[MARMAM] CMS Press Release: Whales suffer dramatic declines from by-catch in fishing nets

Veronika Lenarz vlenarz at cms.int
Thu Feb 4 00:29:12 PST 2010


Whales, dolphins and porpoises suffer dramatic declines from by-catch in
fishing nets

 

Bonn, 4 February 2010 - Toothed whales are currently suffering from a
major threat which is unsustainable loss from by-catch in fishery
operations. For 86% of all toothed whale species, entanglement and death
in gillnets, traps, weirs, purse seines, longlines and trawls poses a
major risk. Lack of food and forced dietary shifts due to overfishing
pose additional threats to 13 species.

 

These are among the findings of a report launched today on the website
of the Convention on the Conservation of Migratory Species of Wild
Animals (UNEP/CMS). A corresponding poster available online shows for
the first time all toothed whale species sorted according to their
conservation status as defined by the IUCN Red List of Threatened
Species (tm). 

 

This encyclopaedia on all 72 species of toothed whales includes the most
recent scientific findings on the distribution, migration, behaviour and
threats to this group of whales. Maps showing the currently known
distribution of each species were provided by IUCN and the Global Mammal
Assessment.

 

UNEP/CMS Executive Secretary Elizabeth Mrema said: "During the
International Year of Biodiversity, the Convention on Migratory Species
continues to address major threats such as by-catch, ship strikes, ocean
noise impacts and climate change to safeguard these charismatic marine
mammals. Governments need to enhance their efforts towards implementing
targeted action plans under the Convention."

 

Toothed whales occur in a wide range of marine and freshwater habitats,
from the Arctic to the tropics. Some species live in large river systems
such as the Amazon, Ganges, Indus and Yangtze. For 41 of all toothed
whales species, our knowledge is too limited to even know if they are
threatened or not. At the same time 6 species of toothed whales that are
listed on Appendix I of the Convention are on the brink of extinction.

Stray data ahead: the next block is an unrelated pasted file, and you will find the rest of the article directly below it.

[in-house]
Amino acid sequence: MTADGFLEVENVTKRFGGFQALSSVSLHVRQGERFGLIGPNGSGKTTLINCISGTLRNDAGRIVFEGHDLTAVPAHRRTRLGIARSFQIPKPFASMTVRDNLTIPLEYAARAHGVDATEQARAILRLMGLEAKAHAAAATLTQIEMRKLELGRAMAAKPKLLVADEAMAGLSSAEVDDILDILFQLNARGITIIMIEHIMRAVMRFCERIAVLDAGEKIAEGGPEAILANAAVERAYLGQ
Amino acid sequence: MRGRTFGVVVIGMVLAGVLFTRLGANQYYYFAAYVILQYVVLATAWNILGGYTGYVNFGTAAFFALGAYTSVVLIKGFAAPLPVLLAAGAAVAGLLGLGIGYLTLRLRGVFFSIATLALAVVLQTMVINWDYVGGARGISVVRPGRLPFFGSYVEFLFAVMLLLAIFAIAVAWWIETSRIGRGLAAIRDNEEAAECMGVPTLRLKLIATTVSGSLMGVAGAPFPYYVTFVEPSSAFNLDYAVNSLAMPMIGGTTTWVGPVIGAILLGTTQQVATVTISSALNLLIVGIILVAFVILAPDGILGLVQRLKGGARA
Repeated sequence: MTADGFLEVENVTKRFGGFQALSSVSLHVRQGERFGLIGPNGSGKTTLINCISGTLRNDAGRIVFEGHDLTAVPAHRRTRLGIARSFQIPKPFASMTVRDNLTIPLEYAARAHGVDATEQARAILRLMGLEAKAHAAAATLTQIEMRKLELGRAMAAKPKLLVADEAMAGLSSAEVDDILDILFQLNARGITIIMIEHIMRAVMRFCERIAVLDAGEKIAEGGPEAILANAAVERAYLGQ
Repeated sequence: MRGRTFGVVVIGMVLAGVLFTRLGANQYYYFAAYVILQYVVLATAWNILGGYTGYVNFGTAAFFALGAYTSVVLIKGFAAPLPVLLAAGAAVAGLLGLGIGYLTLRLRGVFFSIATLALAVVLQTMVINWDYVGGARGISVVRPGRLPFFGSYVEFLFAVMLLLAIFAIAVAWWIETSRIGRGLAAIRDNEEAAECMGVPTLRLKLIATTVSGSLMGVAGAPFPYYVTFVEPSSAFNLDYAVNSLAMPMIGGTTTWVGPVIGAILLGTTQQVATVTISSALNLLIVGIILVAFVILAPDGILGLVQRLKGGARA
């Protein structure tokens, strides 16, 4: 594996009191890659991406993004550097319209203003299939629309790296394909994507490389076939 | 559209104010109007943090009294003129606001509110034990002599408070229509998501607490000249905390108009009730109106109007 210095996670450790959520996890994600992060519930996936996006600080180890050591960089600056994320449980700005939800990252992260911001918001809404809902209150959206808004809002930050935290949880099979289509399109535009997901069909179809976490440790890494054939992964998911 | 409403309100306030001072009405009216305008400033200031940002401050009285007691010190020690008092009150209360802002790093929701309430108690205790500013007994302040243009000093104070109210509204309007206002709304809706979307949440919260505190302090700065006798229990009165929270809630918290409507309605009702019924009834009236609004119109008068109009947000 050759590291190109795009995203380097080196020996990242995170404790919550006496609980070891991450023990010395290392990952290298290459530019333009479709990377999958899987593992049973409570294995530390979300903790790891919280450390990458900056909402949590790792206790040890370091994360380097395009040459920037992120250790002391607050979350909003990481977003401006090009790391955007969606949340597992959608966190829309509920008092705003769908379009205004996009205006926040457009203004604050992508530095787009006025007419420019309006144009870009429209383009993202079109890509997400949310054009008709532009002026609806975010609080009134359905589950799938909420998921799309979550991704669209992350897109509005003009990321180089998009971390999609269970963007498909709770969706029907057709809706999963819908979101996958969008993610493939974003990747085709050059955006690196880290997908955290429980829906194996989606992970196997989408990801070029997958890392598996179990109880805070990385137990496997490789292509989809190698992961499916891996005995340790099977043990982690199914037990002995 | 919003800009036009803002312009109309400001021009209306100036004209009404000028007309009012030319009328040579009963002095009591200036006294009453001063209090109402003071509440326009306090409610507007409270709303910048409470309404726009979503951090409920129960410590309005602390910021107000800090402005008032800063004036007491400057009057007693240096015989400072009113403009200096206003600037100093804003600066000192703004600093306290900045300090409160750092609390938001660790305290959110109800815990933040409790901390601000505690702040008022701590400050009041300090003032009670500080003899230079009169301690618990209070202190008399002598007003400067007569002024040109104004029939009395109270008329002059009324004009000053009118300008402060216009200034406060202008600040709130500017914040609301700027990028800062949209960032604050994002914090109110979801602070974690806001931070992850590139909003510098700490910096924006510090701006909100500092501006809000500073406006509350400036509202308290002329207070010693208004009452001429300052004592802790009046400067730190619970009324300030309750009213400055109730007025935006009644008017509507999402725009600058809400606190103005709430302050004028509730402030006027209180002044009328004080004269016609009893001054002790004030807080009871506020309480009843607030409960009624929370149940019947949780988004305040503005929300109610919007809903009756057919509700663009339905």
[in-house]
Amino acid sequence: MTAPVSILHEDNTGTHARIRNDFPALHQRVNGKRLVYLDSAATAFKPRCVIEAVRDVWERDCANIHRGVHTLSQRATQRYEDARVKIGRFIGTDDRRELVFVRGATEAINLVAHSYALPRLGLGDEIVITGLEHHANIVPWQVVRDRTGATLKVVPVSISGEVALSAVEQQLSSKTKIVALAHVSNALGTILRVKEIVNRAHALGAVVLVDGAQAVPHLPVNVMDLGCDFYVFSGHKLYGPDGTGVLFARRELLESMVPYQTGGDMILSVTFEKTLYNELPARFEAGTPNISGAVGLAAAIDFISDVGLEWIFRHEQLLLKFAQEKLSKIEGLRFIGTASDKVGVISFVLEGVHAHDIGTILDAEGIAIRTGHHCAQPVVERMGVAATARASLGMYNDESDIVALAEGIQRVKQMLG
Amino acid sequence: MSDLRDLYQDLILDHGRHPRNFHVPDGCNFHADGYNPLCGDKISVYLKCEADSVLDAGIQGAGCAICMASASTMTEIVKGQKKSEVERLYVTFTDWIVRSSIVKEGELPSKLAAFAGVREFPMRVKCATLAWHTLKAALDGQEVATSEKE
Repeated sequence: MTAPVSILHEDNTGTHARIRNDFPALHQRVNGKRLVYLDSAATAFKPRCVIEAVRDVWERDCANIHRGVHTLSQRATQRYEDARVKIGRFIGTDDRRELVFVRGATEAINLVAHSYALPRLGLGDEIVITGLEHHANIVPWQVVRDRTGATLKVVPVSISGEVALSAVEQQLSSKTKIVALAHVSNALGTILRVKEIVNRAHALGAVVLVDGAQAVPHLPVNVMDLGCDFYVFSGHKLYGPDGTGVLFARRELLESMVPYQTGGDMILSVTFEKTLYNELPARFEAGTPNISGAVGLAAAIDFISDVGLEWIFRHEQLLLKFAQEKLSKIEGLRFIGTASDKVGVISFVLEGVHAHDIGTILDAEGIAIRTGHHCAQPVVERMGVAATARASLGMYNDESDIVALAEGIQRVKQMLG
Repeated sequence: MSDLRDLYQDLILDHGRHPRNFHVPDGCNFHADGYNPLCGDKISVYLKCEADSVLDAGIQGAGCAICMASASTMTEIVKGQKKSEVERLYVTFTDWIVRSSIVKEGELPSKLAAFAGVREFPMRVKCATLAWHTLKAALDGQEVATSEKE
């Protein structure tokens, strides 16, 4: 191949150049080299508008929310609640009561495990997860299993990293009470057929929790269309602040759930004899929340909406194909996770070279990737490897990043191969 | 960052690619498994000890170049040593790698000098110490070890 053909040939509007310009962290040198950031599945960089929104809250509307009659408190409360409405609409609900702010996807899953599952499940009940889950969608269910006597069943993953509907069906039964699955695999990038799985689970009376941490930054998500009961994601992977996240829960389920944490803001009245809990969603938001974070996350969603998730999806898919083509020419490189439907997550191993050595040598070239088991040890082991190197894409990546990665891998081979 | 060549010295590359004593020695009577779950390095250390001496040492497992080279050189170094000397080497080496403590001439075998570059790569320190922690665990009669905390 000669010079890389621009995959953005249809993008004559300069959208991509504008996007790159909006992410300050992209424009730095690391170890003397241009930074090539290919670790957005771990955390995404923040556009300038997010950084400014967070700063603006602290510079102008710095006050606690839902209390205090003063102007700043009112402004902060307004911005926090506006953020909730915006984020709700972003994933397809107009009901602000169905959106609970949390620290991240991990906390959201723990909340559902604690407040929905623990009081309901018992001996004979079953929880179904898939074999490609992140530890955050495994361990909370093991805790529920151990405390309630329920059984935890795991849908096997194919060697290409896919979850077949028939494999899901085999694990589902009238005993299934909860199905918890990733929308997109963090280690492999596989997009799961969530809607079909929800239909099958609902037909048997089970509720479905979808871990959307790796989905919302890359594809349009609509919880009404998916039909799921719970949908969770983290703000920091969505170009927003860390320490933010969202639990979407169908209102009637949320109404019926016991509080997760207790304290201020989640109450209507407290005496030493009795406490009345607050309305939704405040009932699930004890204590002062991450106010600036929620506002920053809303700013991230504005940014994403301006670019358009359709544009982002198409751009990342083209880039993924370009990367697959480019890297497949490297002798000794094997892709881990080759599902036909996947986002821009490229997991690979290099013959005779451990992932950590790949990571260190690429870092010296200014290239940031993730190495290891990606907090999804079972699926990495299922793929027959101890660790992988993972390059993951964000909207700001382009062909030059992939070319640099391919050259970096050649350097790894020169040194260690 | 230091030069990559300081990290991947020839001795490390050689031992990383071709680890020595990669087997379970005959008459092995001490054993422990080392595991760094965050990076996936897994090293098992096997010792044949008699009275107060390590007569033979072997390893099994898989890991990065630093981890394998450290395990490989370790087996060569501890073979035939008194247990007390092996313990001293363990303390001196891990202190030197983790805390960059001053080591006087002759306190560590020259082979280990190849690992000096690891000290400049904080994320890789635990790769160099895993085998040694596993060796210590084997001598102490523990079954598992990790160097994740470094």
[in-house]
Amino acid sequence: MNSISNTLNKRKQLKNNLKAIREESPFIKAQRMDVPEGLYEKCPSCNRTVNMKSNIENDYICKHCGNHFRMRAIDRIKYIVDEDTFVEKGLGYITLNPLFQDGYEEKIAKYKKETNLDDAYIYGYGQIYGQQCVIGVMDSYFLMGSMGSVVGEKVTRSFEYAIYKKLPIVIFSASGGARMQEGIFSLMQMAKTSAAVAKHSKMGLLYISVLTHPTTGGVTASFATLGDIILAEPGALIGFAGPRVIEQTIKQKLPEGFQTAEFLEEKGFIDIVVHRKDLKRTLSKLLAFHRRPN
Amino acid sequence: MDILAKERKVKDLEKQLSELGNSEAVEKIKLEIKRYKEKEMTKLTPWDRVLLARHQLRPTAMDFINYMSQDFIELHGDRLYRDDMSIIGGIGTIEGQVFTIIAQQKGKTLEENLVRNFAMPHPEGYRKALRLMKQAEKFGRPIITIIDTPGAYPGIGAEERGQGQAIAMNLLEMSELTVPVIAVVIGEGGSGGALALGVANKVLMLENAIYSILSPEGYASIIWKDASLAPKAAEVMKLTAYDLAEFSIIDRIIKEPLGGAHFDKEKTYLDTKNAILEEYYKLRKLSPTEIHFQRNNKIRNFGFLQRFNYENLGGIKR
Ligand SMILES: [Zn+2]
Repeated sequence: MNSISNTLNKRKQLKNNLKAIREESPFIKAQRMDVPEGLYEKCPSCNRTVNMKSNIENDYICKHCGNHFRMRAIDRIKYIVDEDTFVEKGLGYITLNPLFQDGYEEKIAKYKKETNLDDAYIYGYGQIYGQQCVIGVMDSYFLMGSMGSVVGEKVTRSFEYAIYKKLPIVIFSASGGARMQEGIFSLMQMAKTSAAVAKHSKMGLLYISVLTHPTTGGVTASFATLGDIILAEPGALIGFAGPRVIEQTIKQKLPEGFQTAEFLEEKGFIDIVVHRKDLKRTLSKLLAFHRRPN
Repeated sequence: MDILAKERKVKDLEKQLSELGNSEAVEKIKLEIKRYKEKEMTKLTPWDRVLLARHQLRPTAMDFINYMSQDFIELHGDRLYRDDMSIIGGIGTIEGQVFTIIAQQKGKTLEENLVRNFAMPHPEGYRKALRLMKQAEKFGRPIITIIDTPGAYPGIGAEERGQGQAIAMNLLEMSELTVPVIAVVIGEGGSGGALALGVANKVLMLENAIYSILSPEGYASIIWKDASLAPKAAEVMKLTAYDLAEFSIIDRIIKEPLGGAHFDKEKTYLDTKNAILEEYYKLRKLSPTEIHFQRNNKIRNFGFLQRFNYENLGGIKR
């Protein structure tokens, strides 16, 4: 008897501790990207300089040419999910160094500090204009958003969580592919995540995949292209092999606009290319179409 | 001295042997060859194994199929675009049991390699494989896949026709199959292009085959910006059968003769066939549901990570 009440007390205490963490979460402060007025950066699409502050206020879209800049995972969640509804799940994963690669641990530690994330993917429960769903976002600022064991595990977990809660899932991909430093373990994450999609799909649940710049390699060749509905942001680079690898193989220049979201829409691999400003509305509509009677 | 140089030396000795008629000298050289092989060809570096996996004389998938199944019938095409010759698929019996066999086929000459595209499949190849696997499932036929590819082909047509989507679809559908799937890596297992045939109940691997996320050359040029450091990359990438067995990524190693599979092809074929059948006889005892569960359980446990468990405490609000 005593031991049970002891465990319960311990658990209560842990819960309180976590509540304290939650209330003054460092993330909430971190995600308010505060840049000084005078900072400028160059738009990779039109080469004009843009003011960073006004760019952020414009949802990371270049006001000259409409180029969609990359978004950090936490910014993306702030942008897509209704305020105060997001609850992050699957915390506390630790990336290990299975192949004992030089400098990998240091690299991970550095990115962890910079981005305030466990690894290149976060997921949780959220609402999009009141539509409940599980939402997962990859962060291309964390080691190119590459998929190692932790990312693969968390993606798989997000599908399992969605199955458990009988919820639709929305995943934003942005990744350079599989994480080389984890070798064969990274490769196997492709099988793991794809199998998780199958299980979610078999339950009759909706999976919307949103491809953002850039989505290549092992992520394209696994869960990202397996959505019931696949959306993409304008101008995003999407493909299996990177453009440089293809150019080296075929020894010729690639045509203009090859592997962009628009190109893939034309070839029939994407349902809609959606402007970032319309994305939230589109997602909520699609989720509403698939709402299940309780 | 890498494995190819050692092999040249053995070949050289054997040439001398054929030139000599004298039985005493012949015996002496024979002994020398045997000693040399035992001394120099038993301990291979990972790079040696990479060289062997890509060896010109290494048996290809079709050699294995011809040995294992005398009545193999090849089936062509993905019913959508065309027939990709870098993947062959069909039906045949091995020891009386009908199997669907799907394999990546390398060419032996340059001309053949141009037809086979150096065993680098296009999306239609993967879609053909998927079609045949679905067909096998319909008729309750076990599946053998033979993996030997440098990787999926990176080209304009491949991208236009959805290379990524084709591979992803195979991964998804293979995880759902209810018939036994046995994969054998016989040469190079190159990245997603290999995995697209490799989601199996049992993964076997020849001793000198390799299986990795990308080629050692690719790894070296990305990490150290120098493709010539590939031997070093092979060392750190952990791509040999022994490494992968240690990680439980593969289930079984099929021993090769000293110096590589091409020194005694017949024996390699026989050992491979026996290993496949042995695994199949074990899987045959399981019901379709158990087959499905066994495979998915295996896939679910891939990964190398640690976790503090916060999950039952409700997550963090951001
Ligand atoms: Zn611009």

Many populations of toothed whales were hunted almost to extinction and
50 species continue to be hunted, often at unsustainable levels.
Ingestion of plastic debris or the effects of pollution by an ever
increasing cocktail of chemicals have been reported for 48 species.
Habitat degradation from dams and withdrawal of water from rivers and
lakes threatens 18 species while ship strikes have a serious impact on
14 species. Noise caused by seismic explorations, marine construction
projects as well as military sonar pose ever increasing threats to these
marine mammals.

 

Based on the Review of Small Cetaceans published by CMS in 2003, this
report includes the Sperm Whale as the only large toothed whale as well
as the Australian Snubfin Dolphin and the Guiana Dolphin as new species.
Since 2003, the conservation status of the toothed whales has worsened
dramatically. The Baiji River Dolphin, which used to live in the Yangtze
River, is now probably extinct as no living specimens have been
documented in the wild since 2002. With only 150 individuals remaining
in the wild, the Vaquita, a porpoise living in the northern Gulf of
California, is facing the same destiny. Entanglement in fishing gear
claimed an unsustainably high death toll on both species.

 

Data collection on the distribution, behaviour and migration of toothed
whales, as reflected in research for the CMS can facilitate the
development and implementation of action plans that can help reduce the
threats to many whale species. Being an official partner of the
International Year of Biodiversity,

the Convention on Migratory Species has joined the Convention on
Biological Diversity (CBD) to raise awareness of the importance of
biodiversity on a global scale. CMS, which has been recognized as CBD's
lead partner on issues regarding migratory species, continues to take
steps to stress the importance of biodiversity for our well-being and
enhance efforts to reduce the rate of biodiversity loss.

 

Notes to Editors:

The full species reports for the toothed whales authored by Boris Culik
from Kiel University, Germany, can be downloaded from www.cms.int. The
publication

is a joint effort of CMS, ACCOBAMS, ASCOBANS, IUCN, WWF and Loro Parque
Foundation. The Convention on the Conservation of Migratory Species of
Wild Animals, also known as the Bonn Convention, works for the
conservation of a wide array of endangered migratory animals such as
whales and dolphins worldwide through the negotiation and implementation
of agreements and species action plans. With currently 113 member
countries, many of them in Africa, CMS is a fastgrowing convention with
special importance due to its expertise in the field of migratory
species.

 

Under the Convention, the following regional treaties were concluded to
protect whales and dolphins: Agreement on the Conservation of Cetaceans
of the Black Sea, Mediterranean Sea and Contiguous Atlantic Area
(ACCOBAMS), Agreement on the Conservation of Small Cetaceans of the
Baltic, North East Atlantic, Irish and North Seas (ASCOBANS), Memorandum
of Understanding for the Conservation of Cetaceans and their Habitats in
the Pacific Islands Region and the Memorandum of Understanding
concerning the Conservation of the Manatee and Small Cetaceans of
Western Africa and Macaronesia.

 

For more information please contact:

Veronika Lenarz, Public Information, UNEP/CMS Secretariat, on Tel.: +49
228 815 2409 or e-mail: vlenarz at cms.int, www.cms.int

 

UNEP/CMS Secretariat

Public Information

Herrman-Ehlers-Str. 10

53113 Bonn, Germany

T. +49 228 815-2409

F. +49 228 815-2449

www.cms.int

 

 

 

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